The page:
So how are they faring in modern times with a crisis situation? Actually, quite well, following restrictions introduced by the Polish government to limit the spread of Coronavirus. We've witnessed some top behaviour, with streets emptying due to people self-isolating at home, and standing 2m apart in shop queues (a classic Polish pastime) when out to buy some essentials. Paradoxically, despite the overall well-behaved approach to the ongoing situation, we've also witnessed the irrational panic-buying of... toilet paper.
Yes, we've all viewed these scenes around the world, with many commentators trying to rationalise such behaviour. So what gives? In times of crisis, are some people inclined to stock up on toilet paper in preparation for the seemingly impending shitmageddon? Actually, it's down to human psychology: stocking up on anything gives us the impression that we're 'doing something' to combat the situation. There's also an element of maintaining a stock of products we've become accustomed to, all in order to remain comfortable. In short, all this panic-buying is a bit of a coping mechanism.
With toilet paper today disappearing from shop shelves almost faster than you can shout 'nobody panic!', at one point restrictions had to be introduced to limit the quantities purchased per person! Amidst such scenes, many in Poland compared the current runs on toilet paper to the shortages experienced during the communist era, when there were real shortages of everything. But is this a fair comparison? In short: no.
Today, there is definitely no shortage of toilet paper in Poland - and this is where some stats show how buying toilet paper in blind panic is pretty damn silly. In the year 2000, Poland produced 116 thousand tonnes of toilet paper; fast forward to 2018 and the country produced 393 thousand tonnes, while incomplete figures for 2019 show a further increase (source: GUS)! This is way more than the country possibly needs. In fact, Poland is currently the 4th biggest exporter of toilet paper of all the European Union countries. In 2018 alone, it sent 109.7 thousand tonnes of toilet paper abroad (behind France with 115.5, Italy with 128.5 and Germany, in no.1 position, with 221.9 thousand tonnes).
So the fear may seem irrational given some hard facts, but emotion can often get the best of rational thinking, particularly given the precedent of the extreme shortages of the Communist era in Poland - which were experienced by the entire population, and are still within living memory. Thanks to these shortages, even the most basic products - specifically toilet paper - became rare, luxury products. And that's an insult to the word luxury, as the bog roll back then was awful, coming in various unappealing forms: hard and coarse like sandpaper, or thin, weak and practically disintegrating upon use...not very helpful. And when there was no toilet paper at all, good ole newspaper had to suffice. It was really that bad during the Communist era, with the average Pole being able to use only 7 rolls of toilet paper per annum (that's 1 metre of paper per day).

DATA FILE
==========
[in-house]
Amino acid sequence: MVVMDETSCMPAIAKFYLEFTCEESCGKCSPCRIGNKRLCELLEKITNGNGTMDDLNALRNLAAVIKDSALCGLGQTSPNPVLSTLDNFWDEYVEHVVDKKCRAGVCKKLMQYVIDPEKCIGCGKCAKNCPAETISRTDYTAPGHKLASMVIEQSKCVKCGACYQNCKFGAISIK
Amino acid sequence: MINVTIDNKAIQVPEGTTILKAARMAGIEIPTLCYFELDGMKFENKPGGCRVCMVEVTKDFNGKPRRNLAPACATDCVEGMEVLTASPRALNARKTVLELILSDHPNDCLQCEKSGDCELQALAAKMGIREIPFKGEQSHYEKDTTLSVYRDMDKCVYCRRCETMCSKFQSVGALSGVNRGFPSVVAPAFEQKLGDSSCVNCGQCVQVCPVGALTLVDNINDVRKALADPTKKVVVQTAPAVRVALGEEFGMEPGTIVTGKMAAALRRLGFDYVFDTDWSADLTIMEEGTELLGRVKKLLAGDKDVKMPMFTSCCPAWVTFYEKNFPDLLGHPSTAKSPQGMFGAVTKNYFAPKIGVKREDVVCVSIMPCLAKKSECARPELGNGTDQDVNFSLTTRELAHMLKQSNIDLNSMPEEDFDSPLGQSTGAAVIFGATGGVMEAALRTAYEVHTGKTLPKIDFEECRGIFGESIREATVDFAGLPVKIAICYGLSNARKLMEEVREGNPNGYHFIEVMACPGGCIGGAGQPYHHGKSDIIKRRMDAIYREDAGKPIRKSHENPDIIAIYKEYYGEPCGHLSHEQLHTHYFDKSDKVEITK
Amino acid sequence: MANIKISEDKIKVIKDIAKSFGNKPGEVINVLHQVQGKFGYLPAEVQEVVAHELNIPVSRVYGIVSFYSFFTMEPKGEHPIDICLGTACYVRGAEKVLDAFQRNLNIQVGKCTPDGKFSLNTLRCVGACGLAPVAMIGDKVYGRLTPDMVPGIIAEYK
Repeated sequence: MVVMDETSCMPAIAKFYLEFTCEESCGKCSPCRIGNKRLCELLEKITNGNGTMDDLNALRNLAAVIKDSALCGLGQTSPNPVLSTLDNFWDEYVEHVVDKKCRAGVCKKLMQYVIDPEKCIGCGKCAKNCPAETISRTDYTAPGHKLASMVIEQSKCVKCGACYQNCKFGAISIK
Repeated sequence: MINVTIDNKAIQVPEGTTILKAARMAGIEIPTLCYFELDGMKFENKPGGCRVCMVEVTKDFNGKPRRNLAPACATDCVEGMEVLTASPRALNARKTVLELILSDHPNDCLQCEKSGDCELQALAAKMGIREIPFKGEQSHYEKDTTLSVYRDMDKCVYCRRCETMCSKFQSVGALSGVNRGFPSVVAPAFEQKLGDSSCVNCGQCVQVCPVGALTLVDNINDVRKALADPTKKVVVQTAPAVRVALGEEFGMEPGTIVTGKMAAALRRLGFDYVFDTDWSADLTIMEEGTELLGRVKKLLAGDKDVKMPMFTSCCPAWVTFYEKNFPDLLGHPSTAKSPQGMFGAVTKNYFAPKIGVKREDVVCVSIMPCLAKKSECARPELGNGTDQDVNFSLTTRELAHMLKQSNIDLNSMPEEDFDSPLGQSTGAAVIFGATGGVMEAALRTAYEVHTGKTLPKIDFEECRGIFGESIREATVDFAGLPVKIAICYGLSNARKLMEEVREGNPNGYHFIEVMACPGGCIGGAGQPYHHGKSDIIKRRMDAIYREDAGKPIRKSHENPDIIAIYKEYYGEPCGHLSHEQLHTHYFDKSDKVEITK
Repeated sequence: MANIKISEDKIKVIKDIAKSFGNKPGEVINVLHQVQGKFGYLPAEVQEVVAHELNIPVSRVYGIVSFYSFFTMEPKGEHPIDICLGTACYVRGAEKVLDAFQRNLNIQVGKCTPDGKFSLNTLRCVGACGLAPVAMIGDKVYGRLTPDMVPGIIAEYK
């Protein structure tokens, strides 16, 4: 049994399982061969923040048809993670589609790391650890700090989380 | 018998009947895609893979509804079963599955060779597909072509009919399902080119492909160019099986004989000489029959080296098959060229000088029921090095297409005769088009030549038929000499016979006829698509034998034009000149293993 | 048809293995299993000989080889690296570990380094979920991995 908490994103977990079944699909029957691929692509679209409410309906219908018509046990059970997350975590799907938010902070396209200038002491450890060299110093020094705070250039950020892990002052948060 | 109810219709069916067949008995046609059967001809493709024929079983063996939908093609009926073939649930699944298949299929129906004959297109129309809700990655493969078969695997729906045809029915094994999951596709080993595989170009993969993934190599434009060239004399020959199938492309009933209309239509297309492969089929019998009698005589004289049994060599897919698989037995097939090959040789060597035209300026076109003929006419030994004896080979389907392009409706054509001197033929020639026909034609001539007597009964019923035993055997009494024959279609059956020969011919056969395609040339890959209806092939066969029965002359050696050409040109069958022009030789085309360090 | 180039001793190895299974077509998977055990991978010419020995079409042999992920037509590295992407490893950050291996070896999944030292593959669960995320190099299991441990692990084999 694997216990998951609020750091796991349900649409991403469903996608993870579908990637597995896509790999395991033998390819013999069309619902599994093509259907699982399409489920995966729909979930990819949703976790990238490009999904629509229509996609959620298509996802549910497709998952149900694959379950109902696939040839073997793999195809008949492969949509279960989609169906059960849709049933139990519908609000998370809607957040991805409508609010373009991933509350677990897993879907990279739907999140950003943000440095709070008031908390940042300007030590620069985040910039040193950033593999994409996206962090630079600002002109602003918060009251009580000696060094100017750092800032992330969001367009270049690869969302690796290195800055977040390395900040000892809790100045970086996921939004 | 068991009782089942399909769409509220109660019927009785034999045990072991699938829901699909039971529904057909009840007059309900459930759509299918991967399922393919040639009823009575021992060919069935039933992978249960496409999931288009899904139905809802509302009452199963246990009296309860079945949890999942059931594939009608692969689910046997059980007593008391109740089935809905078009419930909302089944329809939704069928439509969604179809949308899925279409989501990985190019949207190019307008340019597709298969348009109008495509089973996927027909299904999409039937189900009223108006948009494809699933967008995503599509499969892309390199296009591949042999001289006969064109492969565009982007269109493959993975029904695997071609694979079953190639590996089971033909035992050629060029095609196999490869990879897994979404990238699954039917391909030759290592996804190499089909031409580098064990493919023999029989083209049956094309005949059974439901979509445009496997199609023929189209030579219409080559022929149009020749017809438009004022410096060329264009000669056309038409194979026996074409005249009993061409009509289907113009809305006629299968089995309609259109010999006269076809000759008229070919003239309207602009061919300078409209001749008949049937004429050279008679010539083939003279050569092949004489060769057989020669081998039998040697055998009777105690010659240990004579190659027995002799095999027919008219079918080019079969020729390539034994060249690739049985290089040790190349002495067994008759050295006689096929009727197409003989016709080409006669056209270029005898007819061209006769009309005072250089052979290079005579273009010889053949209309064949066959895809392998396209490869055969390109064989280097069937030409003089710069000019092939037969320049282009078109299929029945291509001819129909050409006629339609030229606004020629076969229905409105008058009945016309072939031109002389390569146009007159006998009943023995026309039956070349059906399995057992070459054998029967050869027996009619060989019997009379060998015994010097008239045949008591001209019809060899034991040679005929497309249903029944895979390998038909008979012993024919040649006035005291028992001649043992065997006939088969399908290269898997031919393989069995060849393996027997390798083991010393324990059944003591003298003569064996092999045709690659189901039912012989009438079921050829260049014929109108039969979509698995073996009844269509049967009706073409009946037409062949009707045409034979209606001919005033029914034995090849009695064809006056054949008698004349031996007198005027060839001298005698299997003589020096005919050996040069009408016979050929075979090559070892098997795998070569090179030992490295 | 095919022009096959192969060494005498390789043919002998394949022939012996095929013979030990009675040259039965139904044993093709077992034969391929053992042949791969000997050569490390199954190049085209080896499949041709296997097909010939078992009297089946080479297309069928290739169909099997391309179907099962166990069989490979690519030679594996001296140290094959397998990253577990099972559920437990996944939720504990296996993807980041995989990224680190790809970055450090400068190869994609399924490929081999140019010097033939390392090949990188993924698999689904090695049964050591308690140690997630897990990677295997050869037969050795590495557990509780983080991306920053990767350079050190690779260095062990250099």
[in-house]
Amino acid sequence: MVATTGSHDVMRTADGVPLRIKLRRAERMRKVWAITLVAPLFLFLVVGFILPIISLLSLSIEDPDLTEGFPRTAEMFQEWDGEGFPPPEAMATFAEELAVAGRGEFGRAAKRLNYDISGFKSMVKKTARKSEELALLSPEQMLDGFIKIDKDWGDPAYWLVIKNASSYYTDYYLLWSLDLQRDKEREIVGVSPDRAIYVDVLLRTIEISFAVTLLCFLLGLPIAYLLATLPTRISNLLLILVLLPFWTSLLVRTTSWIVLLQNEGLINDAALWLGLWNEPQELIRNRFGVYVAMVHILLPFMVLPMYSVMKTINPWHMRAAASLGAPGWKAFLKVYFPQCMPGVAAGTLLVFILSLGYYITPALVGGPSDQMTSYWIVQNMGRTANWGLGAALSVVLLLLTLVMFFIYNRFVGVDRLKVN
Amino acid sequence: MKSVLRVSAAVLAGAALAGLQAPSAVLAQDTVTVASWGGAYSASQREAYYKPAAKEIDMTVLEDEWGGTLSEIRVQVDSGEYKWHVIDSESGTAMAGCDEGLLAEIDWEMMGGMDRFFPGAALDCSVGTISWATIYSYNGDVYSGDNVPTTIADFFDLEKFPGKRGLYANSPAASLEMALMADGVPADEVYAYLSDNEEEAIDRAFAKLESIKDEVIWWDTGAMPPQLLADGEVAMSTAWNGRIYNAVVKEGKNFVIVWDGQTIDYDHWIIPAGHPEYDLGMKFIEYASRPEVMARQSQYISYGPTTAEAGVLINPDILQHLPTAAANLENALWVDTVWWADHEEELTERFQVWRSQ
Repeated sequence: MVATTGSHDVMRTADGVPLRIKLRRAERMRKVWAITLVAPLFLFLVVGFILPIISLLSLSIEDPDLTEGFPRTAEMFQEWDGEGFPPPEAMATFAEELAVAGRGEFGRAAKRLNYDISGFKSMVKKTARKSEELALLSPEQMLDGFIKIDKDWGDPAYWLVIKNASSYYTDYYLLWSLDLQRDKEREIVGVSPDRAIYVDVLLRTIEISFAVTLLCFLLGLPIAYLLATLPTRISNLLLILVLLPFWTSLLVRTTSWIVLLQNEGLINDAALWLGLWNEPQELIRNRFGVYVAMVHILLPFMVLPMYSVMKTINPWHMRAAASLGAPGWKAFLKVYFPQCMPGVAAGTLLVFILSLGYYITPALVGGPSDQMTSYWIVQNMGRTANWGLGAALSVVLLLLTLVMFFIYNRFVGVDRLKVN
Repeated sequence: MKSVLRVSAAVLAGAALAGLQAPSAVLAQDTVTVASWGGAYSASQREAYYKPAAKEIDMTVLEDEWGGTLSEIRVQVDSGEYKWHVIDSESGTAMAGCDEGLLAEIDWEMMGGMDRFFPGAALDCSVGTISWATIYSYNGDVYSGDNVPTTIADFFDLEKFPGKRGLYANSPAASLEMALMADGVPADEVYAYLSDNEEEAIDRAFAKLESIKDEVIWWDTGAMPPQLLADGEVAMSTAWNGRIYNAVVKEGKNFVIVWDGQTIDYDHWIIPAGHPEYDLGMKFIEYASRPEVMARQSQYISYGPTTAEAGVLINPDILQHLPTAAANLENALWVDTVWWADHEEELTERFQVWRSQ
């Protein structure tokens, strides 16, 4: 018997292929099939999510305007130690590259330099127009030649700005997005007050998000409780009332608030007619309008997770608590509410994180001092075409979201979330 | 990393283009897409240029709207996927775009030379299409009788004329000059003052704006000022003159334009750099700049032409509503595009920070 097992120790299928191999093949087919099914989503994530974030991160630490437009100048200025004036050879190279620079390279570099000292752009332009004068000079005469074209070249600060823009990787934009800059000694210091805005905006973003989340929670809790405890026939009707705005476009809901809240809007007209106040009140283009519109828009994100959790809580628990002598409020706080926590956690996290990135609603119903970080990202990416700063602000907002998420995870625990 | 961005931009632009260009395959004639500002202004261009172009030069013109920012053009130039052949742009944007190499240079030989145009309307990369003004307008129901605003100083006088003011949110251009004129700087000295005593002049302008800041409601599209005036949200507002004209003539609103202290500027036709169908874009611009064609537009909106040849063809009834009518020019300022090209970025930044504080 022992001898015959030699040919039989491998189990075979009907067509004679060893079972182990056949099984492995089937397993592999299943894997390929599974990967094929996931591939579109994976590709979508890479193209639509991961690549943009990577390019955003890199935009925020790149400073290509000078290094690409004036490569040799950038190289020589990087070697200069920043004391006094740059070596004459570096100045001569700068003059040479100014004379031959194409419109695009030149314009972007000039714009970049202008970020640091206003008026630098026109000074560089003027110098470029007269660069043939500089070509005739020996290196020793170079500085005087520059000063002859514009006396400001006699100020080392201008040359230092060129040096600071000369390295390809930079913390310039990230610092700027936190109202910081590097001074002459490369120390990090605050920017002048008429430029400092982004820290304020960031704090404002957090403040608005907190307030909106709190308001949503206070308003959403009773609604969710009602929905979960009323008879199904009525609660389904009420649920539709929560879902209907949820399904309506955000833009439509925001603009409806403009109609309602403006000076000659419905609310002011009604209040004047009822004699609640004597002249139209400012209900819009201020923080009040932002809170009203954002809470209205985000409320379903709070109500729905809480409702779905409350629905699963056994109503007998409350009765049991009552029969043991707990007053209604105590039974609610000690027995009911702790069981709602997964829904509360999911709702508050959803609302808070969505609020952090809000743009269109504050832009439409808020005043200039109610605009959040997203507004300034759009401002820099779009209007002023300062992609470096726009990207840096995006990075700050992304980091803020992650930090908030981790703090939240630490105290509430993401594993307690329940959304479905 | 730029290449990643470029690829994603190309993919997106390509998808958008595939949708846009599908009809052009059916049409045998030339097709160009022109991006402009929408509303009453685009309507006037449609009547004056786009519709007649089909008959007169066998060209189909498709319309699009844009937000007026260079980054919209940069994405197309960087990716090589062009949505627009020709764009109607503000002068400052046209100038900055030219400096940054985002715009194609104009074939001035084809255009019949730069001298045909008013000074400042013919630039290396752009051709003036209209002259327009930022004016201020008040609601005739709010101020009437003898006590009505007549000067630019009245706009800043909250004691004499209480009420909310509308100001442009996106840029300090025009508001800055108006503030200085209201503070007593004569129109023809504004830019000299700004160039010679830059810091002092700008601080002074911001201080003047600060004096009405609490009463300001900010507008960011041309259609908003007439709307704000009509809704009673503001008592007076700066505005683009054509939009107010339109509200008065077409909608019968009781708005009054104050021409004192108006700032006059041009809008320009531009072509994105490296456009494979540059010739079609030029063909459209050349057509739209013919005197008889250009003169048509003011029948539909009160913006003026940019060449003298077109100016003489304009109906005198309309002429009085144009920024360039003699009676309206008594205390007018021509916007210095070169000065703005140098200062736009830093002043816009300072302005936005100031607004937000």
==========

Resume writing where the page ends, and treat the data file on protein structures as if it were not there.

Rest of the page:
Today, despite consumer paranoia, the shelves can be re-stocked fairly quickly, but imagine having to stand in a queue for hours as your everyday reality; this is something Poles had to accept for many years. Getting to the end of the queue was rarely a pleasure as the shop shelves were often empty of many worthwhile products, let alone toilet paper. Therefore, if you did manage to get your hands on some rare rolls of paper, you were in luck! People walking around with rolls of toilet paper proudly hung on string around their shoulders became iconic images of the time. Bizarrely, being adorned with such a string of toilet paper was also seen as a bit of a status symbol, where today some showoffs might wear extravagant jewellery, like a gold chain. Quite the absurdity.
Thankfully, those horrid days of shortages and queuing are over. Despite current fears, there is no lack of products in the shops, and with toilet paper, there's no shitstorm coming, so everyone can rest easy that they will always be able to buy any variety they want! With various lovely fragrances, designs and soft textures, you're in a much better situation today than Poland was just over 40 years ago!